Testing for mutations in BRCA1, Mary-Claire King
Interviewee: Mary-Claire King. Mary-Claire King, geneticist and gene-mapper. (DNAi Location: Genome >Tour > Genome spots > Breast cancer (BRCA1) > Testing for breast cancer)
Well at present with BRCA1 and BRCA2, where we stand is that it's possible to identify for some women in families with very large numbers of breast and ovarian cancers, whether they are at risk or not. That is to say, that if a woman has a conventional sort of mutation in one of these genes, it can be found. And the great majority of, of such mutations are found by commercial testing.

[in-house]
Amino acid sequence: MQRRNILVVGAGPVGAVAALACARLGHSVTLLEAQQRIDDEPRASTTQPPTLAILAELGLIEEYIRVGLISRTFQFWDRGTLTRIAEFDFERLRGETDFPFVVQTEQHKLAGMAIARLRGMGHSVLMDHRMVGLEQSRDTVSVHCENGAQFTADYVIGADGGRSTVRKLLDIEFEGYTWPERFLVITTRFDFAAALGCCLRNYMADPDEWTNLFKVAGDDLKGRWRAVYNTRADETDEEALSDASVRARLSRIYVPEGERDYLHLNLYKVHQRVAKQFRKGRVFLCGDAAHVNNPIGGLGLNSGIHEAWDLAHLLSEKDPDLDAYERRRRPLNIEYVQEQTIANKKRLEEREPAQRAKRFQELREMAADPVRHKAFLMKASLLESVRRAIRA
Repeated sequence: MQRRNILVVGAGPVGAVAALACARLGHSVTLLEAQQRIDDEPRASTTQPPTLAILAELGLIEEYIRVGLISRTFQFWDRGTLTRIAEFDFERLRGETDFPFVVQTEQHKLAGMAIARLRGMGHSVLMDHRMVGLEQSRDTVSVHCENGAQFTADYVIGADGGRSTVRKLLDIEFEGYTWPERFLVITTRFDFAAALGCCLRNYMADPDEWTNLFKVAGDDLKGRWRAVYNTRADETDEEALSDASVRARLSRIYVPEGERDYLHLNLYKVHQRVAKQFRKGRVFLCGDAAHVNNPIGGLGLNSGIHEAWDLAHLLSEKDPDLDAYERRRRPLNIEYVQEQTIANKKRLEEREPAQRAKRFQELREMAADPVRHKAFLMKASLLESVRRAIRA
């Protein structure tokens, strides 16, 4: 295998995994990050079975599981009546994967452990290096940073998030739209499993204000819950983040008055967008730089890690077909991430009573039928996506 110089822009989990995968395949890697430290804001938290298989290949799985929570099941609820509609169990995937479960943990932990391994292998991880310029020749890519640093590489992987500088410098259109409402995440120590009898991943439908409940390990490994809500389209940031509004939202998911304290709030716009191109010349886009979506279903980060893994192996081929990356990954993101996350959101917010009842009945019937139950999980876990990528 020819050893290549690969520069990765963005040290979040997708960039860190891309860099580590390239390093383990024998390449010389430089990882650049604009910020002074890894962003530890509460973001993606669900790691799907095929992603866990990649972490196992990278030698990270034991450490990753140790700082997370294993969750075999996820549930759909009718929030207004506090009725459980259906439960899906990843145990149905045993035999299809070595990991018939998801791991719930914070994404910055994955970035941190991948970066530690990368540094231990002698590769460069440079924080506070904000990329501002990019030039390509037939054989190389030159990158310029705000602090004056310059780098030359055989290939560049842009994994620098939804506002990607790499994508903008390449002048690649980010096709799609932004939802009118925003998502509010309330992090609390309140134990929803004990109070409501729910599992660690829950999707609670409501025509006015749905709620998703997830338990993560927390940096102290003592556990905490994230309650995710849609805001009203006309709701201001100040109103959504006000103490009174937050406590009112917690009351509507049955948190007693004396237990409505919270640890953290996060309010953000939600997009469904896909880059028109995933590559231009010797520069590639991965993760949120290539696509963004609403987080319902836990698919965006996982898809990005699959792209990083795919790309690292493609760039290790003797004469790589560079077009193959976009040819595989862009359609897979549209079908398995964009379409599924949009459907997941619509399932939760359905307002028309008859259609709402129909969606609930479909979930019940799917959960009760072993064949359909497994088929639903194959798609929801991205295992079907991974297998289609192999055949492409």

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Mary-Claire King reflects on how knowledge gained from the identification of BRCA1 and BRCA2 could lead to improved cancer treatments.
Mary-Claire King talks about the value of using the centuries-old tool of family pedigrees to gain insight into patterns of inheritance of genetic disorders.
Mary-Claire King speaks about how much was yet to be understood about the genetic mechanisms of cancer when she began her hunt for genes associated with breast cancer.
Tests are available to detect certain mutations in the BRCA1 and BRCA2 genes.
BRCA2, on chromosome 13, is one of the genes associated with hereditary breast cancer
BRCA1, on chromosome 17, is one of the genes associated with hereditary breast cancer.
Mary-Claire King talks about her first steps toward finding the gene responsible for certain kinds of inherited breast cancer.
Matt Ridley talks about chromosome 13, BRCA2 gene for breast cancer susceptibility.
Mark Skolnick talks about the hunt for BRCA1.
A team from Myriad was the first to find and clone BRCA 1.